Purpose and/or Hypothesis
The purpose of this research is aimed at exploring the relationship between parents’ interaction with their children while sharing storybook reading and achieving children’s literacy. The main hypothesis is confined to the idea that interaction between parents and children should be studied to define and challenge theories contributing to working out effective methods and models for improving children’s skills and abilities on storybook reading. The study can also extend an understanding of how culturally diverse environments can influence children’s literacy achievement.
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The sample population involved 35 parents and 35 preschool-age children living in Western Canada. Among 35 children, there were 22 girls and 13 boys that were accompanied by 7 fathers and 28 months. As per cultural characteristics, the participants were composed of East Asian Canadians, South Asian Canadians, Native Canadians, European Canadians, Mexican Canadians. 24 parents acquired a post-secondary education.
The studies were conducted based on daycare and preschool centers in Western Canada. This was a longitudinal study that related to the analysis of children of three and four years old in terms of their ability to interact with parents in storytelling before they go to school. After informative and permission letters were sent, the participants underwent interviewing and videotaping. The former was aimed at analyzing parent’s literacy believes whereas the letter was oriented on recording the process of parents’ playing with their children and reading stories to them. Children were further passed following the Test of Early Reading Ability (TERA-2). For the videotaping process, two storybooks were chosen – Swimmy and Mr. McMouse by Lionni. All gestures and verbal interactions were carefully transcribed into English, even if some of the children of the parent spoke in a different language. Finally, a t-test was carried out to explore the differences in parents-children interactions premised on the two identified books.
The study has revealed that parents who predominantly used elaboration and clarification positively influenced children’s literacy achievement. It has also been revealed that children make use of confirmation statements while interacting with their parents. Another important finding refers to the degree of parent-children interaction. Specifically, a higher degree of interaction was observed while analyzing illustrations in storybooks. Finally, it has also been discovered that “…confirmation statements could be a first step in helping children understand the text” (Lynch, Anderson, Anderson, & Shapiro, 2008, p. 237).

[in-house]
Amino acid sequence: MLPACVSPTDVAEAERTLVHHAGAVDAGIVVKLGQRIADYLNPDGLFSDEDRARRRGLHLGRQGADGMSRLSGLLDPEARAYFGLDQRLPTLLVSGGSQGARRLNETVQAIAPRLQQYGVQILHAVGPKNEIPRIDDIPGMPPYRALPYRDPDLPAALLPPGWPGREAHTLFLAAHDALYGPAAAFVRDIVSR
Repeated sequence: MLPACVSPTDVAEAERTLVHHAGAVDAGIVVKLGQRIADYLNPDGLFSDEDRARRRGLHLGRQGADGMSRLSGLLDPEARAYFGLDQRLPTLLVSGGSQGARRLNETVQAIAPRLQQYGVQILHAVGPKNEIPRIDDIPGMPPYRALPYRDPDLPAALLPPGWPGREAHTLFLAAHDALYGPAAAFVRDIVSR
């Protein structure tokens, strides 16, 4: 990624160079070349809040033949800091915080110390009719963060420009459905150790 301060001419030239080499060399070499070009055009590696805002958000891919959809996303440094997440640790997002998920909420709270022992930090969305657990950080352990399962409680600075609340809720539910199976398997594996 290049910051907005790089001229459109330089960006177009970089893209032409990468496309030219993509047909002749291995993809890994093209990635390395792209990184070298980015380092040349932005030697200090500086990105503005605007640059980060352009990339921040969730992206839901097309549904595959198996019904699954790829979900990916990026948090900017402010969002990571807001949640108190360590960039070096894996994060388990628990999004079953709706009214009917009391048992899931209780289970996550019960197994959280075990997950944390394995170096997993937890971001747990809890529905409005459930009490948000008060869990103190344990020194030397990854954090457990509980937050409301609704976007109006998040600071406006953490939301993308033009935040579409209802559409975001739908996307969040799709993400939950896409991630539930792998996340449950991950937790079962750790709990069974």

The author has concluded that storybook reading can create a platform for parents to develop more abstract thinking among their children, as well as working out specific strategies to interact with the text. Parents should also be attentive to children’s skills to be able to extend their knowledge and experience.
Student’s Conclusions-Impact on own Teaching
Judging from the above-presented studies, there is an evident connection between storytelling and reading because it contributes to children’s developing and advancing their abstract knowledge. My focus child, Stepan of 4 years old, likes reading books about the dinosaurs, as well as playing with them. Because he can remember stories, parents should take greater care of the story-sharing procedures to advance the cognitive development of the child. Images of favorite personages should also be present to make Stepan more interested in retelling what he heard in the past. More importantly, parents should also introduce new storybooks about other heroes and animals to expand children’s outlook and extend their current knowledge. Finally, despite its Armenian origin, Stepan can also speak English, which allows parents to apply strategies of storytelling to develop language skills as well. For instance, the books on dinosaurs in English should facilitate Stepan’s understanding and knowledge.
Lynch, J., Anderson, J., Anderson, A., & Shapiro, J. (2008). Parents and Preschool Children Interacting with Storybooks: Children’s Early Literacy Achievements. Parents and Preschool Children, pp. 227-242.
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